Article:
Exercise Physiology: Theory and Application to Fitness and Performance / Edition 6 available in Hardcover
Written especially for exercise science and physical education students, this text provides a solid foundation in theory illuminated by application and performance models to increase understanding and to help students apply what they've learned in the classroom and beyond.
|Publisher:||McGraw-Hill Companies, The|
|Product dimensions:||8.50(w) x 11.10(h) x 1.10(d)|
About the Author
Scott K. Powers is a Distinguished Professor and the UAA Endowed professor in the Department of Applied Physiology and Kinesiology at the University of Florida. Powers enjoys teaching and has earned three University of Florida teaching awards. Dr. Powers’ research has focused on exercise-mediated changes in cardiac and skeletal muscle antioxidant systems and the role that these changes play in providing protection against oxidant injury. Further, he is actively investigating the mechanisms responsible for respiratory muscle weakness in patients subjected to prolonged periods of mechanical ventilation. Dr. Powers’ laboratory work has been funded by grants totaling more than five million dollars from the National Institutes of Health, American Heart Association, American Lung Association, and the Florida Biomedical Research Program. This research has resulted in over 180 peer-reviewed research publications. Scott has also co-authored four college textbooks for use in exercise physiology and fitness courses. Powers is active in both the American Physiological Society and the American College of Sports Medicine. He also serves as an Associate Editor for the American Journal of Physiology-Reg. and is a member of the editorial board for the Journal of Applied Physiology, the International Journal of Sports Medicine, and the International Journal of Sport Nutrition and Exercise Metabolism. Scott Powers received his bachelor’s degree in physical education from Carson Newman College, his master’s degree in exercise physiology from the University of Georgia, and a doctorate (EdD) in exercise physiology from the University of Tennessee. Powers earned a second doctoral degree (PhD) in physiology from Louisiana State University.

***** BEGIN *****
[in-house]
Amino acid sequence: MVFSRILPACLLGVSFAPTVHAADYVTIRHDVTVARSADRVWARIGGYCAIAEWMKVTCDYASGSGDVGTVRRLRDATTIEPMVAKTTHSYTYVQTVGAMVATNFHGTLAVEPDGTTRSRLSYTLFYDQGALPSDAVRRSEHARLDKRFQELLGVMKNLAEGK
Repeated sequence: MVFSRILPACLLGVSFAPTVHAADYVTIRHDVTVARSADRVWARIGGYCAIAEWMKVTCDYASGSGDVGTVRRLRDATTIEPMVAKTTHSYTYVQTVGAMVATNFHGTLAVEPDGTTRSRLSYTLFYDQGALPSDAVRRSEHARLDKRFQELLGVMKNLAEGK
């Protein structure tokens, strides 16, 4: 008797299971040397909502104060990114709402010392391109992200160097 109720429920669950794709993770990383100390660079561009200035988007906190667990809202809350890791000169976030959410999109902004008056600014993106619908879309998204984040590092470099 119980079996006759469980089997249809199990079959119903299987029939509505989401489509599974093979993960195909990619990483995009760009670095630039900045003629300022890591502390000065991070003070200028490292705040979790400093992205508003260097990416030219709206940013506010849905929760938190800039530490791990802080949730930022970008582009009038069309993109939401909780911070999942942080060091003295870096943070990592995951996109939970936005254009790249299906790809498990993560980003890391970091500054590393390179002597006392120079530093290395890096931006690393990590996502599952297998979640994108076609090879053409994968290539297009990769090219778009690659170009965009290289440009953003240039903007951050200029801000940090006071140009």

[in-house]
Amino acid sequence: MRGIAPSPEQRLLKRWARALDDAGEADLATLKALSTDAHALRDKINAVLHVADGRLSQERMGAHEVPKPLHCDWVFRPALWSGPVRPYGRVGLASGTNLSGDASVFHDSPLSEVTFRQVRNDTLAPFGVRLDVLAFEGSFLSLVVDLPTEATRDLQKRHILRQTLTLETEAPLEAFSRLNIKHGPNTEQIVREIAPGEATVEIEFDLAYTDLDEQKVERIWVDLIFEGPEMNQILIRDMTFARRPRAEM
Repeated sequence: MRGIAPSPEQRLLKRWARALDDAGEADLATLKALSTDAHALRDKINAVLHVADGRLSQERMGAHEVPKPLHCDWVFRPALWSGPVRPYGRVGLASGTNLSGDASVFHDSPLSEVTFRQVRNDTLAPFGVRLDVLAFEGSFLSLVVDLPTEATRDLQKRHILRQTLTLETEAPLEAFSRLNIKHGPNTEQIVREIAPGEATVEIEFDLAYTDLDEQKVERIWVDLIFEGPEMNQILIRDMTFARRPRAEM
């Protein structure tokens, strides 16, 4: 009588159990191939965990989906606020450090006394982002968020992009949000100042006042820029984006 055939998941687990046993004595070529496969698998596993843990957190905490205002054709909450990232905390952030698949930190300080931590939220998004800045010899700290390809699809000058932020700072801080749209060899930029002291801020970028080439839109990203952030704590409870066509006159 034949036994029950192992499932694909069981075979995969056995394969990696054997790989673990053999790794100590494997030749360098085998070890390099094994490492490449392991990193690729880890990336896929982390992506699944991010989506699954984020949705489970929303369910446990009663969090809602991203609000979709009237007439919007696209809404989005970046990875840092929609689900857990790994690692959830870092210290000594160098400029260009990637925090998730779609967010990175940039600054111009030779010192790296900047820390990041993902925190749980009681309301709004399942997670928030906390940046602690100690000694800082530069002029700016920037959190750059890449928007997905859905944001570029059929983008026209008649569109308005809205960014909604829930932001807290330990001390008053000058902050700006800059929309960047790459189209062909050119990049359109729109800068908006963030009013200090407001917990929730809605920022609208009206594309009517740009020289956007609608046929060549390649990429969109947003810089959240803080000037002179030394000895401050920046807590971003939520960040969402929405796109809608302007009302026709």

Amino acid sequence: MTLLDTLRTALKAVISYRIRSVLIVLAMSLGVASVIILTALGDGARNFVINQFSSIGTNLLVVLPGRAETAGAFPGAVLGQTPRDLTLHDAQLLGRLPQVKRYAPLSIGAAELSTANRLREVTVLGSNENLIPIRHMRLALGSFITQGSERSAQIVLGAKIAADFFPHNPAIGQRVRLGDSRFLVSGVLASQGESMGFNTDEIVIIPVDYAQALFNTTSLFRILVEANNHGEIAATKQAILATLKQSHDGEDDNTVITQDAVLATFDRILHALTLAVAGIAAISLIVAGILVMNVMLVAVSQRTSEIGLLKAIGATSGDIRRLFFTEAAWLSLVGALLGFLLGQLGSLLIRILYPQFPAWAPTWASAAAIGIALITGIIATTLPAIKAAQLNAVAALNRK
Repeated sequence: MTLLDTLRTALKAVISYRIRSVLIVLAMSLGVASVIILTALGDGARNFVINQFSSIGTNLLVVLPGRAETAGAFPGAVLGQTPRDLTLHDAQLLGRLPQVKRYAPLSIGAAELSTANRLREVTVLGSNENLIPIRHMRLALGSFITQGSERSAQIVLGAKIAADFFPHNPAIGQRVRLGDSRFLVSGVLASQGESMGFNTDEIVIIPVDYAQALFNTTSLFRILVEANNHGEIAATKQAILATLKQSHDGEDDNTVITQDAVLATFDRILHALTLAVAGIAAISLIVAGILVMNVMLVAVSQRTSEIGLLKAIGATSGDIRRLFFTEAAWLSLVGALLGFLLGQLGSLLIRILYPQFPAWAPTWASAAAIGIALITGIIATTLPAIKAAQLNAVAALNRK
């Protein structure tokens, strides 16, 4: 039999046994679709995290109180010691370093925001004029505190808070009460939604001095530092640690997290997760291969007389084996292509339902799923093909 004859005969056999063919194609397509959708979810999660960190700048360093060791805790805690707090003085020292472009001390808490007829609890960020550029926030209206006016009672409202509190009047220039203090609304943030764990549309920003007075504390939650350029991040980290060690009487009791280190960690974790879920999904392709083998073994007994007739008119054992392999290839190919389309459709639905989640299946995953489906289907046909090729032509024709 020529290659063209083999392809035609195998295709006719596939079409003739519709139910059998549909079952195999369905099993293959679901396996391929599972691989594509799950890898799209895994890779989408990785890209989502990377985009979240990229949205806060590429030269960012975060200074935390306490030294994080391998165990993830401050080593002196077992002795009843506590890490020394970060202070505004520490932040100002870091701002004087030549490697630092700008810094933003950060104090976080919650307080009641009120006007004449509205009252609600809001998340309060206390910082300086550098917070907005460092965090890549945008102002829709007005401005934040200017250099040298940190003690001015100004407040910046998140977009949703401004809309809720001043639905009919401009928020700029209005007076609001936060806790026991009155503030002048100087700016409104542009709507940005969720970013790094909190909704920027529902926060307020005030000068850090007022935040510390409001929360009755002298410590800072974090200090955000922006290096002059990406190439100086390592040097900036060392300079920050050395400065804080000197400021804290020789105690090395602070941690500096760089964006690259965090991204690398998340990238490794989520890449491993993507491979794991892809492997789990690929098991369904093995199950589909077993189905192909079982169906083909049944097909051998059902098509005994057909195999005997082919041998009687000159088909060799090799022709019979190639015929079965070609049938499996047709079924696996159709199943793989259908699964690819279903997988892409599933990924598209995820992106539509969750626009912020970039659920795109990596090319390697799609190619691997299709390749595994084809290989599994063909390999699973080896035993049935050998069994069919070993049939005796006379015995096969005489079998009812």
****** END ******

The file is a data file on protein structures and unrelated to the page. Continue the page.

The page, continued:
Edward Howley received his BS degree from Manhattan College and his MS and PhD degrees from The University of Wisconsin, Madison. He completed a one-year post-doctoral appointment at Penn State University and began his career at the University of Tennessee in 1970. He taught a variety of courses in physiology, exercise physiology and fitness testing and prescription over 36 years. He also served as an administrator of the Exercise Science program/department. He retired in 2007 and holds the rank of professor emeritus. He has received several awards for his teaching. Most of Dr. Howley’s volunteer efforts have been with the American College of Sports Medicine, where he served as president from 2002–2003. He is the Editor-in-Chief of ACSM’s Health & Fitness Journal, and is chair of the program planning committee for the annual ACSM Health & Fitness Summit meeting.
Table of Contents
Section I: Physiology of Exercise1: Physiology of Exercise in the United States: Its Past, Its Future2: Control of the Internal Environment3: Bioenergetics4: Exercise Metabolism5: Hormonal Responses to Exercise6: Measurement of Work, Power, and Energy Expenditure7: The Nervous System: Structure and Control of Movement8: Skeletal Muscle: Structure and Function9: Circulatory Adaptations to Exercise10: Respiration during Exercise11: Acid-Base Balance during Exercise12: Temperature Regulation13: The Physiology of Training: Effect on V02 Max, Performance, Homeostasis, and Strength
Section II: Physiology of Health and Fitness14: Patterns in Health and Disease: Epidemiology and Physiology15: Work Tests to Evaluate Cardiorespiratory Fitness16: Exercise Prescriptions for Health and Fitness17: Exercise for Special Populations18: Body Composition and Nutrition for Health
Section III: Physiology of Performance19: Factors Affecting Performance20: Work Tests to Evaluate Performance21: Training for Performance22: Training for the Female Athlete, Children, and Special Populations23: Nutrition, Body Composition, and Performance24: Exercise and the Environment25: Ergogenic Aids
A: Calculation of Oxygen Uptake and Carbon Dioxide Production
B: Estimated Energy Expenditure During Selected Activities
C: Physical Activity Prescriptions
D: Recommended Dietary Allowances (RDAs)
E: Estimated Safe and Adequate Daily Dietary Intakes (ESADDIs) of Selected Minerals
F: Median Height and Weight and Recommended Energy Intake
G: Percent Fat Estimate for Men: Sum of Triceps, Chest, and Subscapula Skinfolds
H: Percent Fat Estimate for Women: Sum of Triceps, Abdomen, and Suprailium Skinfolds